So I left the plunger out for several seconds, hopeing to see the inner flame tube burn off the excess moisture, well, it didn't burn off. After determined there was nothing that could be done about the pesky water on this run, added the third bundle and reinserted the plunger. Continued work on controlling the process, and would only stop to agitate the grate or plunger and pull the plunger to check the moisture build up. The moisture didn't subside, I can tell it will probably become a problem.

At the very last of the third bundle, pulled the plunger and let the fuel have a slight run-away burn and cooked the moisture off.

Joe
Attachments
BLOWBY.jpg
smoke.jpg
LASTFUEL.jpg
Last edited by PyroJoe on Sat Oct 31, 2009 2:08 am, edited 6 times in total.

Viv
Posts: 2158
Joined: Sat Oct 04, 2003 2:35 pm
Antipspambot question: 125
Location: Normandy, France, Wales, Europe
Contact:

Re: Basic Gasifier Build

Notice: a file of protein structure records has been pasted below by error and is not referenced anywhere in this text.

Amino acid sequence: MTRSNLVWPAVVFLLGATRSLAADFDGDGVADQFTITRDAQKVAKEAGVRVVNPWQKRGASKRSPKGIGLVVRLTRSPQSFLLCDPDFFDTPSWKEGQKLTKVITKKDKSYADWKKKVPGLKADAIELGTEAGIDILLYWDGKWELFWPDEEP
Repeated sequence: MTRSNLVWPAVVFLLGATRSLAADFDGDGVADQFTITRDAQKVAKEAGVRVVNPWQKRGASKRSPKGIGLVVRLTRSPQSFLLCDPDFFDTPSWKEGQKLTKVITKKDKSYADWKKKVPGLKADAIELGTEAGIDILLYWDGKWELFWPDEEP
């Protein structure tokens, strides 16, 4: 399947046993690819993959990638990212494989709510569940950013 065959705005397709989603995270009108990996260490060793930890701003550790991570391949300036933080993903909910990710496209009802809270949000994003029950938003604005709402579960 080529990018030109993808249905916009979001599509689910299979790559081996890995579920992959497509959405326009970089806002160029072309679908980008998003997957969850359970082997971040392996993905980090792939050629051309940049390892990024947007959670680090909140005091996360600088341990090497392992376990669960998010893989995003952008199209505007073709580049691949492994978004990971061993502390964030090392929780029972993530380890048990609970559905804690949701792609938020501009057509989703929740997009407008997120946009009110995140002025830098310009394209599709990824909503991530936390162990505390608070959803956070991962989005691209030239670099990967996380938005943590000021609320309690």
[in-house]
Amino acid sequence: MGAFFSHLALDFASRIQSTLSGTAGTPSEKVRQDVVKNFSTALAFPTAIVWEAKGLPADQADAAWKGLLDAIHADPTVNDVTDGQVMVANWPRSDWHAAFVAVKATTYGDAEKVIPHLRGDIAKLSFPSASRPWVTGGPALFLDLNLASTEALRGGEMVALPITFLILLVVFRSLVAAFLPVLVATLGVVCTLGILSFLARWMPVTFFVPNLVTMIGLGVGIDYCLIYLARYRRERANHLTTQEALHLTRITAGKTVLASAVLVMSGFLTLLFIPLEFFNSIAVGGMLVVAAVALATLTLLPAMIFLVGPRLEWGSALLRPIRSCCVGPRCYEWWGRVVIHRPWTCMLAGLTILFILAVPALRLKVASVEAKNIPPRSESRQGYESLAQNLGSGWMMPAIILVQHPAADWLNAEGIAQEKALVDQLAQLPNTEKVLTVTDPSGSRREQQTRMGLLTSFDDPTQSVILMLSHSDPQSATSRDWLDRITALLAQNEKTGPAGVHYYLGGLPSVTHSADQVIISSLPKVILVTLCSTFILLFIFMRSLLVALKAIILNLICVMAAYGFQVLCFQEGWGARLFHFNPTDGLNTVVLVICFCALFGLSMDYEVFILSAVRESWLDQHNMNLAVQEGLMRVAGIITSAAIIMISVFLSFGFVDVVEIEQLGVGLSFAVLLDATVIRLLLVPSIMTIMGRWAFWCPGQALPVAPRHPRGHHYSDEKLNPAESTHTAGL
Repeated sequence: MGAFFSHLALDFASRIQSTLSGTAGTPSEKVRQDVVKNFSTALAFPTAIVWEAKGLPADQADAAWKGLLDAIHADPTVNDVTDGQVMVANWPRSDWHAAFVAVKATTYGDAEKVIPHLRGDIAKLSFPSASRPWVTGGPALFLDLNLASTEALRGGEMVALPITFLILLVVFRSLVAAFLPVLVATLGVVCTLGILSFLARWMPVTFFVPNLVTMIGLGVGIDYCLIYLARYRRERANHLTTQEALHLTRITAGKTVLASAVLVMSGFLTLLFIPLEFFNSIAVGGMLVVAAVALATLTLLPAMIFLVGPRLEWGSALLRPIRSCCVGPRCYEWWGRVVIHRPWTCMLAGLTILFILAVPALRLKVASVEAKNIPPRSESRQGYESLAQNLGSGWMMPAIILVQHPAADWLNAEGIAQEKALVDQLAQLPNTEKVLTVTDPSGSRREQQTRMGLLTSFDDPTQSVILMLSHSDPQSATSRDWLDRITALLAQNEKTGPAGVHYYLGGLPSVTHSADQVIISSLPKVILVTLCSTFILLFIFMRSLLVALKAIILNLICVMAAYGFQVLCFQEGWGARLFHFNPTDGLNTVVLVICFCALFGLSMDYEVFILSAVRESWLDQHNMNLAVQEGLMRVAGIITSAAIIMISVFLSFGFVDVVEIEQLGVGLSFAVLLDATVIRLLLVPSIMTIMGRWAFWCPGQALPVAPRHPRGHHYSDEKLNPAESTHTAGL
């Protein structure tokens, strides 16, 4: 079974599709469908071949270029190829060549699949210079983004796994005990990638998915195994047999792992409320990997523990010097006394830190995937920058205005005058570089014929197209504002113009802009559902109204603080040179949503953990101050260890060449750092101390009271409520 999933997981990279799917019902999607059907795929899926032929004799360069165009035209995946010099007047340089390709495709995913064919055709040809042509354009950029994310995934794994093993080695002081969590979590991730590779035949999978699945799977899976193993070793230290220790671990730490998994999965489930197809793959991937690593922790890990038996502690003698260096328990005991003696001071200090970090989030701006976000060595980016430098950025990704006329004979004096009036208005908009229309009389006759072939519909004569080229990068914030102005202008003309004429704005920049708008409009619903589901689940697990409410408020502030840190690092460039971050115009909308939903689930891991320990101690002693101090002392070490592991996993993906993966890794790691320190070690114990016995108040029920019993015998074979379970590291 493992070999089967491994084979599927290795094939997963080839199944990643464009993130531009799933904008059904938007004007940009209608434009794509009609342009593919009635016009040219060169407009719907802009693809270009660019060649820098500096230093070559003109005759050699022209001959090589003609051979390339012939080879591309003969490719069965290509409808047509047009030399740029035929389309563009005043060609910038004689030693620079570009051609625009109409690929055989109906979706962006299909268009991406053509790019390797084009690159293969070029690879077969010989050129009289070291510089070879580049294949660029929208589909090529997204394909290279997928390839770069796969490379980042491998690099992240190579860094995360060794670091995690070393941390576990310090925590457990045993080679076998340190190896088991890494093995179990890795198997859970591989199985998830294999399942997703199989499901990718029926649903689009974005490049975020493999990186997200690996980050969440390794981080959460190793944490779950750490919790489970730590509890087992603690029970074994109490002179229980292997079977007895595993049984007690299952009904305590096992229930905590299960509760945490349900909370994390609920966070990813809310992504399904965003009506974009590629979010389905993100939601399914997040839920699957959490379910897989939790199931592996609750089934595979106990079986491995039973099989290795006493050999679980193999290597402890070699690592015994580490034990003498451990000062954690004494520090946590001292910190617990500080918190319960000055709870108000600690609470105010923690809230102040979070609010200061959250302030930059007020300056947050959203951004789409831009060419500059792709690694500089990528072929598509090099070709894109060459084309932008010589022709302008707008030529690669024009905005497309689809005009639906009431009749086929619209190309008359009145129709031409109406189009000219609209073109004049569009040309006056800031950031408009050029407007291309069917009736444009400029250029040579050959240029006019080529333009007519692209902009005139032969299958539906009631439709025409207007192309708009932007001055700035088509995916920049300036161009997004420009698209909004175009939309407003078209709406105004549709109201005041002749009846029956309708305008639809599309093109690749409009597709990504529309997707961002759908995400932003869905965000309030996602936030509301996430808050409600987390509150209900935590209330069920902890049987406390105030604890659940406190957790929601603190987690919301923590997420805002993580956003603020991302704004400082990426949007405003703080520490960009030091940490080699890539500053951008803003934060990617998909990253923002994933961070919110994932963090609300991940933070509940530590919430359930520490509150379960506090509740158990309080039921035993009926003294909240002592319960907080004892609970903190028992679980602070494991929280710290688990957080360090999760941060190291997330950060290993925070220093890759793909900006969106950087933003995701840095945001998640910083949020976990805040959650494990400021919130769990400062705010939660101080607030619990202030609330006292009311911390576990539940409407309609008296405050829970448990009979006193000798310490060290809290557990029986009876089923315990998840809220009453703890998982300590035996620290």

Post by Viv » Sat Oct 31, 2009 1:32 am

Hey congrats!

She makes gas ;-) pretty good result for a first go from paper to metal build

Viv
"Sometimes the lies you tell are less frightening than the loneliness you might feel if you stopped telling them" Brock Clarke

Viv's blog

Monsieur le commentaire

PyroJoe
Posts: 1743
Joined: Wed Aug 29, 2007 5:44 pm
Antipspambot question: 125
Location: Texas

Re: Basic Gasifier Build

Post by PyroJoe » Sat Oct 31, 2009 2:18 am

Thanks Viv,
Was very happy to make gas on the first run. I thought it may take several runs to get to that stage.
Joe

Viv
Posts: 2158
Joined: Sat Oct 04, 2003 2:35 pm
Antipspambot question: 125
Location: Normandy, France, Wales, Europe
Contact:

Re: Basic Gasifier Build

Post by Viv » Sat Oct 31, 2009 2:47 pm

Hi Joe

The moister problem is an interesting development but highlights the starting moister content of the wood, a basic rule of thumb for drying green wood is one year per inch of wood thickness to bring it to the average ambient moisture content, obviously it changes a bit depending on prevailing conditions but people working in the trade use that as a rough guide, so with that said even after a good summer your cut wood at best still be over 30% moister content (best) in comparison good quality kiln dried lumber may be around 12% to 15%.